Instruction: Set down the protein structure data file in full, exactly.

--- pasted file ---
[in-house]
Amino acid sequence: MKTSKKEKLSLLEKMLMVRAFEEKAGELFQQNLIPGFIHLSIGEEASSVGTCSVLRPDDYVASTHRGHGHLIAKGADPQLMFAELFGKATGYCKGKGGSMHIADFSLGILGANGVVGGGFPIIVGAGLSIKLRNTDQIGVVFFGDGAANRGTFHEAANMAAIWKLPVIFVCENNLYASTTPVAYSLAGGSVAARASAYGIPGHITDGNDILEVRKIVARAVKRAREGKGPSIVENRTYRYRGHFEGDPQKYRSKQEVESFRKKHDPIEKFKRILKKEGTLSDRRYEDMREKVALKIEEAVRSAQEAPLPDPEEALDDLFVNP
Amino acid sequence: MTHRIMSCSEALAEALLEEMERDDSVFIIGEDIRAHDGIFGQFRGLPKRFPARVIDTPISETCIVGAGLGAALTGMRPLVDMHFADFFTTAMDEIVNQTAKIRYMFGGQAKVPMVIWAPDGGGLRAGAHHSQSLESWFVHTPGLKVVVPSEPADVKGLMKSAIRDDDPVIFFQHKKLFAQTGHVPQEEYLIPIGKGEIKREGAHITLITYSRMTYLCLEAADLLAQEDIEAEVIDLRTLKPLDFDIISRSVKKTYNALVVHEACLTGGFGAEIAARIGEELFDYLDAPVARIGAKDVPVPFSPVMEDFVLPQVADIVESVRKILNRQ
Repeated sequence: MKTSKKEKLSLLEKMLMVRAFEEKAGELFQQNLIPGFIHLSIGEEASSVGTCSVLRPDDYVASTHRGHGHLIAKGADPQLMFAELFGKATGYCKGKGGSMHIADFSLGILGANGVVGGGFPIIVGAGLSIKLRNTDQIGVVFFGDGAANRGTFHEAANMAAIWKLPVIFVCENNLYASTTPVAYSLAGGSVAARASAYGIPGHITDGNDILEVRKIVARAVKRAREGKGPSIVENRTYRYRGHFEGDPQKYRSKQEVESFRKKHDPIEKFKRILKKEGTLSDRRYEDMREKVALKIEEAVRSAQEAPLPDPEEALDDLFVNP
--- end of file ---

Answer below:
[in-house]
Amino acid sequence: MKTSKKEKLSLLEKMLMVRAFEEKAGELFQQNLIPGFIHLSIGEEASSVGTCSVLRPDDYVASTHRGHGHLIAKGADPQLMFAELFGKATGYCKGKGGSMHIADFSLGILGANGVVGGGFPIIVGAGLSIKLRNTDQIGVVFFGDGAANRGTFHEAANMAAIWKLPVIFVCENNLYASTTPVAYSLAGGSVAARASAYGIPGHITDGNDILEVRKIVARAVKRAREGKGPSIVENRTYRYRGHFEGDPQKYRSKQEVESFRKKHDPIEKFKRILKKEGTLSDRRYEDMREKVALKIEEAVRSAQEAPLPDPEEALDDLFVNP
Amino acid sequence: MTHRIMSCSEALAEALLEEMERDDSVFIIGEDIRAHDGIFGQFRGLPKRFPARVIDTPISETCIVGAGLGAALTGMRPLVDMHFADFFTTAMDEIVNQTAKIRYMFGGQAKVPMVIWAPDGGGLRAGAHHSQSLESWFVHTPGLKVVVPSEPADVKGLMKSAIRDDDPVIFFQHKKLFAQTGHVPQEEYLIPIGKGEIKREGAHITLITYSRMTYLCLEAADLLAQEDIEAEVIDLRTLKPLDFDIISRSVKKTYNALVVHEACLTGGFGAEIAARIGEELFDYLDAPVARIGAKDVPVPFSPVMEDFVLPQVADIVESVRKILNRQ
Repeated sequence: MKTSKKEKLSLLEKMLMVRAFEEKAGELFQQNLIPGFIHLSIGEEASSVGTCSVLRPDDYVASTHRGHGHLIAKGADPQLMFAELFGKATGYCKGKGGSMHIADFSLGILGANGVVGGGFPIIVGAGLSIKLRNTDQIGVVFFGDGAANRGTFHEAANMAAIWKLPVIFVCENNLYASTTPVAYSLAGGSVAARASAYGIPGHITDGNDILEVRKIVARAVKRAREGKGPSIVENRTYRYRGHFEGDPQKYRSKQEVESFRKKHDPIEKFKRILKKEGTLSDRRYEDMREKVALKIEEAVRSAQEAPLPDPEEALDDLFVNP